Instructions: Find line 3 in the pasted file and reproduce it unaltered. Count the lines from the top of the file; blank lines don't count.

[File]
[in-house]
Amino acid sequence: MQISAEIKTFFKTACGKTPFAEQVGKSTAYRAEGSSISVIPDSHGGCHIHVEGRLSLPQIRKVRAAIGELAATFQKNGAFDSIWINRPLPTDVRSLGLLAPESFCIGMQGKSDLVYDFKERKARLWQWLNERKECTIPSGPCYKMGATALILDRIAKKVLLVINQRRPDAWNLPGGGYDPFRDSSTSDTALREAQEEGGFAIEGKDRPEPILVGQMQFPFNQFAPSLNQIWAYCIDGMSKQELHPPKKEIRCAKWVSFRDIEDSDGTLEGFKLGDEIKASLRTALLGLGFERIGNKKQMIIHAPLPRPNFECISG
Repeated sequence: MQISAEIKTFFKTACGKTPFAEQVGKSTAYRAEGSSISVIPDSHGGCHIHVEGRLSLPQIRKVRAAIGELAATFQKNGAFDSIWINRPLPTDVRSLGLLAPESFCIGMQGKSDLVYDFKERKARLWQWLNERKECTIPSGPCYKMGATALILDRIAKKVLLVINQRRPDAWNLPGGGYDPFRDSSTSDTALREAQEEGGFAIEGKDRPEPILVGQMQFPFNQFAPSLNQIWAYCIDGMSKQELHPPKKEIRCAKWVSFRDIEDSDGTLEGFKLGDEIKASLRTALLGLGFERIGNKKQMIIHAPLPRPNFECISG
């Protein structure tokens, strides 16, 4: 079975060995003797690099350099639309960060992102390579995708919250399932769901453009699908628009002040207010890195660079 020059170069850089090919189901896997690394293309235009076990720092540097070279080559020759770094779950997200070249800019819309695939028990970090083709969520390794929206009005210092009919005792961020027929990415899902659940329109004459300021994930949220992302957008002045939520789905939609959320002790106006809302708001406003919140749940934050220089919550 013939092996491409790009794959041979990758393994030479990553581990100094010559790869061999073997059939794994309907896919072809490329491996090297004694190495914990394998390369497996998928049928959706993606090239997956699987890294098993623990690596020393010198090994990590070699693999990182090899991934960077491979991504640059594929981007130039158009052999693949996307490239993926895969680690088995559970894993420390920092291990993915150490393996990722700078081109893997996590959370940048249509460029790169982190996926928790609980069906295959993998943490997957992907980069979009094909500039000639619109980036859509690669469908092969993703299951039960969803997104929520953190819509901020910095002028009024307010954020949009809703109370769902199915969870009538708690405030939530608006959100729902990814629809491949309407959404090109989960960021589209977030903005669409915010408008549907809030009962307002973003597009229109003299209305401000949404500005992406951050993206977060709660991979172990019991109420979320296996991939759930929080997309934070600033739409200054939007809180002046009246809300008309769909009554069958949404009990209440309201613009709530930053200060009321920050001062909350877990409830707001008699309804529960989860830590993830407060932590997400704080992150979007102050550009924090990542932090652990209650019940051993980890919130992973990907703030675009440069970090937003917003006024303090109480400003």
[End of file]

Repeated sequence: MQISAEIKTFFKTACGKTPFAEQVGKSTAYRAEGSSISVIPDSHGGCHIHVEGRLSLPQIRKVRAAIGELAATFQKNGAFDSIWINRPLPTDVRSLGLLAPESFCIGMQGKSDLVYDFKERKARLWQWLNERKECTIPSGPCYKMGATALILDRIAKKVLLVINQRRPDAWNLPGGGYDPFRDSSTSDTALREAQEEGGFAIEGKDRPEPILVGQMQFPFNQFAPSLNQIWAYCIDGMSKQELHPPKKEIRCAKWVSFRDIEDSDGTLEGFKLGDEIKASLRTALLGLGFERIGNKKQMIIHAPLPRPNFECISG